The people who run the NBA — that is, the 30 controlling investment partners of the 30 NBA franchises — are mad as hell about all the apparent tampering that preceded the 2019 free agency period. Zach Lowe and Brian Windhorst of ESPN report that during a tense Board of Governors meeting, there was a lot of discussion about investigations and the need for tougher rules.
This is hilarious because THE KILLER IS INSIDE THE HOUSE.
The teams guilty of tampering and reaching deals early are right there in that same meeting. There very well might be a few teams that go by the book and don’t talk to agents about free agents before June 30. The people running those teams are bad at their jobs. The NBA has telegraphed its disinterest in regulating pretty much anything that happens after the NBA Finals and especially the NBA Draft, with the exception of monitoring on-the-record comments by powerful team officials. The NBA league office rightly recognizes that actually monitoring and enforcing tampering rules to prevent deals from getting agreed upon and leaked before free agency begins — like Kemba Walker to Boston, like Kyrie Irving and Kevin Durant to Brooklyn — is a fool’s errand, so they don’t do it. They issue fines a) to the Lakers, as frequently as possible and b) when a general manager or governor goes on the record to talk about some other team’s player. That’s it.
If you aren’t trying to cut deals with impending free agents in mid-June, you aren’t doing your job or your team is not attractive enough to land free agents. Complaining about other teams’ success is attracting those free agents, even early, is really just sour grapes.
The proof is in the high-powered franchisees’ apparent disinterest in tougher investigatory powers by the league office — Lowe and Windhorst reveal the NBA’s top lawyer suggested the league could enforce rules strictly, but that would mean seizing cell phone records and the like. Shockingly, governors seemed to back off their calls for blood. Gee, wonder why.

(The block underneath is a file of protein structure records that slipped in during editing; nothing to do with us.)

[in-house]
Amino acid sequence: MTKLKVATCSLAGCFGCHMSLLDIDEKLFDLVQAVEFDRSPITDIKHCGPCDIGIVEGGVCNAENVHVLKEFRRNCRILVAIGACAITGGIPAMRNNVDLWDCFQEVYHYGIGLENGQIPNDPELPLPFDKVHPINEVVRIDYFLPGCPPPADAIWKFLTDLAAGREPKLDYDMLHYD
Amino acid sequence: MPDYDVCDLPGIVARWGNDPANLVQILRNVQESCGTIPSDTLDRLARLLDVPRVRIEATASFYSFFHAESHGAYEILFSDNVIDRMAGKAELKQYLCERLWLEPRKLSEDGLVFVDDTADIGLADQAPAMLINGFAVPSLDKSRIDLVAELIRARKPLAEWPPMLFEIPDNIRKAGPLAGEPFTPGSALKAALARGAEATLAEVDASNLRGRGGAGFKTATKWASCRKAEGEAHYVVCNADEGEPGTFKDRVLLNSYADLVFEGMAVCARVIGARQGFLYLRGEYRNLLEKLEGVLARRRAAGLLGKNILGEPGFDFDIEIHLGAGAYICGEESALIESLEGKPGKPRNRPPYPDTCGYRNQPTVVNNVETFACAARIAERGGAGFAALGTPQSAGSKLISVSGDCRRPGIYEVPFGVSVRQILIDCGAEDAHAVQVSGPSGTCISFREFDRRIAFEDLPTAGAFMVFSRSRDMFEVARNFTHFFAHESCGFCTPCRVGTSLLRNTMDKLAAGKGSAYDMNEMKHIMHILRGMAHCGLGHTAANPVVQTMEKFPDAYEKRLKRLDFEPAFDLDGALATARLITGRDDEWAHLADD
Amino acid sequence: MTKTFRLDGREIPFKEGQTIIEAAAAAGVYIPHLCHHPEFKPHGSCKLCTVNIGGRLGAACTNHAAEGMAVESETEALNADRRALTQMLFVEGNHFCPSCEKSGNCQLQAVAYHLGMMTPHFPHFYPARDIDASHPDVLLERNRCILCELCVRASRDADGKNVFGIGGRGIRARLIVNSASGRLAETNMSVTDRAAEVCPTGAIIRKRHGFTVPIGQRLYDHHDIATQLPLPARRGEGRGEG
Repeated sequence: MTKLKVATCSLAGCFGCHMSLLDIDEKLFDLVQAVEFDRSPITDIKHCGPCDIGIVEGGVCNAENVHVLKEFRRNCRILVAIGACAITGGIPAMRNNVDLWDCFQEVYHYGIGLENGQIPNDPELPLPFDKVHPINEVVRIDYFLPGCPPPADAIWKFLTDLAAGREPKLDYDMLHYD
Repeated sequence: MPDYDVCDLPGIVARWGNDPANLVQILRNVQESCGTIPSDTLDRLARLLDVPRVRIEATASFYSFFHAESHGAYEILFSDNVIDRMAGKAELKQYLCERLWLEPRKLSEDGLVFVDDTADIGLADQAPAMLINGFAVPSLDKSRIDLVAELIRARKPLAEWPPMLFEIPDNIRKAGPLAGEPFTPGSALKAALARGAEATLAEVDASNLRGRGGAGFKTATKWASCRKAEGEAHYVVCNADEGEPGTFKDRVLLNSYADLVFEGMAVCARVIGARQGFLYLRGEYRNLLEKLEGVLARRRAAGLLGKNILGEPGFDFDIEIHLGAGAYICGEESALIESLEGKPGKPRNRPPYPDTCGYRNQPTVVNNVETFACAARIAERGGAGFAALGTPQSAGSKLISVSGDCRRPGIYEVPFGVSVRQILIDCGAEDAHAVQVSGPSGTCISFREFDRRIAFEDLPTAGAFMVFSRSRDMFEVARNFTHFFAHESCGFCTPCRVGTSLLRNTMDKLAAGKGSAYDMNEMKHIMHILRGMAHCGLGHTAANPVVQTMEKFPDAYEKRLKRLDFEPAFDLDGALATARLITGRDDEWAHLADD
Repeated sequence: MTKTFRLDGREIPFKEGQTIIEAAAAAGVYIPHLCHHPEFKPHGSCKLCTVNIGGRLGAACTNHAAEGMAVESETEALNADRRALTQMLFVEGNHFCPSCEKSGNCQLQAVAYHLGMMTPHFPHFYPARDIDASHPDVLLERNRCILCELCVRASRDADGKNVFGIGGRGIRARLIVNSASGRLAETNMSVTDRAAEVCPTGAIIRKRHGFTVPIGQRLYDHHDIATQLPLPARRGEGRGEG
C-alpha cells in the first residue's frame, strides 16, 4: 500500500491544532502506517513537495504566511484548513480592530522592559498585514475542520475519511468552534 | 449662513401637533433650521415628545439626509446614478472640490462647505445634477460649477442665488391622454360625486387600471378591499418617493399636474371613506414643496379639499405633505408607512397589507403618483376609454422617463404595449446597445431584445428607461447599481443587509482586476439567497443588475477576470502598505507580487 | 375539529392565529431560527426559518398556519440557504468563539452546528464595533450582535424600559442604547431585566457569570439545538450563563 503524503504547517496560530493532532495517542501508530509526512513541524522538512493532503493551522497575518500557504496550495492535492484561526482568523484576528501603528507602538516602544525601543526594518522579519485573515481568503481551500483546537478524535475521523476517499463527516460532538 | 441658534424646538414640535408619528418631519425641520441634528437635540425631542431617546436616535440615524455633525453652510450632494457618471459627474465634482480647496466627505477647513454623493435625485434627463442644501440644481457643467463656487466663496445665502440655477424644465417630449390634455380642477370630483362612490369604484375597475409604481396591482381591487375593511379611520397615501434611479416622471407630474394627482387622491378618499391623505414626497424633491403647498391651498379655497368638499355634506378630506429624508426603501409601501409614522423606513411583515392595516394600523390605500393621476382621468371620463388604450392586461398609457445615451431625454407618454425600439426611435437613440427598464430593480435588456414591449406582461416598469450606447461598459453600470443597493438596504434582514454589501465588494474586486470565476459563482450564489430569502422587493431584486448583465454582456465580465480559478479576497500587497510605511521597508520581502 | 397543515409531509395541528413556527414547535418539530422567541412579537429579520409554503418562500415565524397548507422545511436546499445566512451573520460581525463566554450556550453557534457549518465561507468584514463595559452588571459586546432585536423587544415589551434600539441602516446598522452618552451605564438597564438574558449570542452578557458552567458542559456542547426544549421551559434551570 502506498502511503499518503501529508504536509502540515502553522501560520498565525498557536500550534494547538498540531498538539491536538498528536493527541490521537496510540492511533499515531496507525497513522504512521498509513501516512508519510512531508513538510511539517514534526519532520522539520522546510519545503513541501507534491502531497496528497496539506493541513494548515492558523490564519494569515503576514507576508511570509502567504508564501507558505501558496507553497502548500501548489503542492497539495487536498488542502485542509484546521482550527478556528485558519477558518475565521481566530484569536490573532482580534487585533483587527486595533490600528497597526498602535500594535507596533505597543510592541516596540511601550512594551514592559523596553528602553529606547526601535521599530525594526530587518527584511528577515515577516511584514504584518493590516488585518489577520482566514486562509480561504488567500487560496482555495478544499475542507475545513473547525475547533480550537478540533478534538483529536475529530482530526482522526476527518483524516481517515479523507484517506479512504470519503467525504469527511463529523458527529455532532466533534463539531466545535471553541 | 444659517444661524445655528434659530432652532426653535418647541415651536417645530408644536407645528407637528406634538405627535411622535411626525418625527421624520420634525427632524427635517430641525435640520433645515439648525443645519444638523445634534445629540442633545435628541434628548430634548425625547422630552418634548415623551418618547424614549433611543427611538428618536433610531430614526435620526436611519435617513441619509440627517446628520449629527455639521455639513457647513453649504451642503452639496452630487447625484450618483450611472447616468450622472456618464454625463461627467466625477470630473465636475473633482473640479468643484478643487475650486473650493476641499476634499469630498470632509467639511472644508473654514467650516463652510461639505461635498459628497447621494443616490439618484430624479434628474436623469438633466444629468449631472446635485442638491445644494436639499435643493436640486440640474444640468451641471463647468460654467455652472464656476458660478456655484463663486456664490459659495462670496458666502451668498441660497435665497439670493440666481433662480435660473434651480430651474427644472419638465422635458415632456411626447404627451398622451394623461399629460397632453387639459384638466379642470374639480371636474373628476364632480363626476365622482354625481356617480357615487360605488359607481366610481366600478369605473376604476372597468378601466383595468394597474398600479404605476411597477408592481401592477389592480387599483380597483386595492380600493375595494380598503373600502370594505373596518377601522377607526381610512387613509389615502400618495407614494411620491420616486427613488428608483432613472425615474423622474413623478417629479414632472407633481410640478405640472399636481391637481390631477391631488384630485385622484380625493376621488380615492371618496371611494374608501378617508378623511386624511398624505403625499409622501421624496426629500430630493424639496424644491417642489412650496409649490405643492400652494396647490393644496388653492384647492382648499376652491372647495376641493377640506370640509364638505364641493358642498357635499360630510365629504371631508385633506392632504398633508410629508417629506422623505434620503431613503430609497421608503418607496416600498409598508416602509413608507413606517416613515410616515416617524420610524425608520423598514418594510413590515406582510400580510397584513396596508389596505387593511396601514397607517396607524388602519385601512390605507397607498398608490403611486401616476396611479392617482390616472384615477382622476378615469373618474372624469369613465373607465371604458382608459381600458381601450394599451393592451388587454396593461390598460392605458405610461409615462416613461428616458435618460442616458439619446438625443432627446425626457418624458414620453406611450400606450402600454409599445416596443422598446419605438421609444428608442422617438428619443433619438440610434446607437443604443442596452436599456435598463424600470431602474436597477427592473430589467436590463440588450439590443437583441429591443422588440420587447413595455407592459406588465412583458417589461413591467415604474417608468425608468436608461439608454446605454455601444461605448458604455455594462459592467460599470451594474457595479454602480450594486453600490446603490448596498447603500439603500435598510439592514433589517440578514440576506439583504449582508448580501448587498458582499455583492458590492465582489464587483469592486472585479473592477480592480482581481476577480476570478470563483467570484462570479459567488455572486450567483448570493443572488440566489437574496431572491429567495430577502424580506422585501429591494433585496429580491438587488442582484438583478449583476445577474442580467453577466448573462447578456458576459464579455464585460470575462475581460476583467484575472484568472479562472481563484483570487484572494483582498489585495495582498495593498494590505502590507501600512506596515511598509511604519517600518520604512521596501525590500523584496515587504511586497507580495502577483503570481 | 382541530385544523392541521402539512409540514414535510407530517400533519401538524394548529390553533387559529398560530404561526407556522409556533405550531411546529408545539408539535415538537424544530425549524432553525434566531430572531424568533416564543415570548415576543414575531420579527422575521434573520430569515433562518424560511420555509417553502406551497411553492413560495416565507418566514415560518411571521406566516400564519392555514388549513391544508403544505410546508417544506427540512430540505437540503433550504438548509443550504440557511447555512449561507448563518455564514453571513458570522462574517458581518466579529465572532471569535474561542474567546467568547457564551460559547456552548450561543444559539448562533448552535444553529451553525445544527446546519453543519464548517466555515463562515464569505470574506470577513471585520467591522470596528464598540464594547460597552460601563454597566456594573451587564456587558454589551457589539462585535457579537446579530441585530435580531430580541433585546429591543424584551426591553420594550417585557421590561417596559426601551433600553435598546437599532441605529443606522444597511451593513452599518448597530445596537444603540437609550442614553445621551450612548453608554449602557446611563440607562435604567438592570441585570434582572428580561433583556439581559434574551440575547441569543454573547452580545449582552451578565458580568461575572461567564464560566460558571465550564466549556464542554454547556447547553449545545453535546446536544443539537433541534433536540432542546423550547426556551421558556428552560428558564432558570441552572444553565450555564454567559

IT’S BECAUSE THEY ARE THAT WHICH THEY COMPLAIN ABOUT.
Tampering rules are absolutely useless in today’s NBA except to provide timely entertainment value. By all means, governors, crack down on yourselves. I’ll go get some more popcorn.
I wrote about Team USA’s star depletion on Monday, and it’s gotten progressively worse since then. We’re now down to Walker as the only All-NBA player from last season on the squad, and Donovan Mitchell as probably the second-best player on the team. Even Kevin Love has opted out.
Reminder: the United States has to finish first or second among the seven Western Hemisphere teams to get an automatic qualification for the 2020 Olympics. Otherwise, they have to participate in an early summer last-gasp tournament next summer just to get to Tokyo, which is a nightmare scenario logistically.
One imagines that FIBA the entity hates this attrition while the other national teams are licking their chops for a chance to knock off the mighty Americans and perhaps win FIBA gold. But hey, they finally found a way to get American basketball fans to really care about the World Cup. Success?
Kawhi Leonard and Paul George finally had their introduction to the LA media, and it was rather notable. Pretty fascinating accounting of how the Clippers landed Kawhi as told by Kawhi himself. He also rejects the notion he led the Lakers on to purposely sabotage them, saying he doesn’t want that bad karma. Kawhi also absolved Magic Johnson of blame regarding his leaks. What a benevolent man!
Five ways to fix Team USA before the FIBA World Cup, starring the only acceptable idea: bring back Carmelo Anthony.
Illuminating comments from Kings assistant coach Lindsay Harding, who said players have been really receptive to the presence of women on team staffs, and that it’s only fear on the part of those hiring for jobs that has held women back.
Zion Williamson has the biggest rookie sneaker deal ever ... with Jordan Brand.
Chris Murch on Ryan Hollins’ emerging persona as a hot take martyr. My take: HOLLINS TIPPED THE BALL.
Interesting takes from people around the NBA in Tim Bontemps’ survey of 20 scouts, executives, and coaches on what happened in free agency.
Tremendous idea by Paolo Uggeti: talk to Kyle Guy, who went from Most Outstanding Player of the Final Four to a late second-round pick with no money.
Kings governor Vivek Ranadive on how listening to the Apollo 11 moon landing on the radio set him on a path to America and eventually the NBA.
Jayson Tatum is spending his summer trying to break his midrange addiction.
One of my top five favorite Sacramento Kings ever, Donte Greene, on life after the NBA.
Be excellent to each other.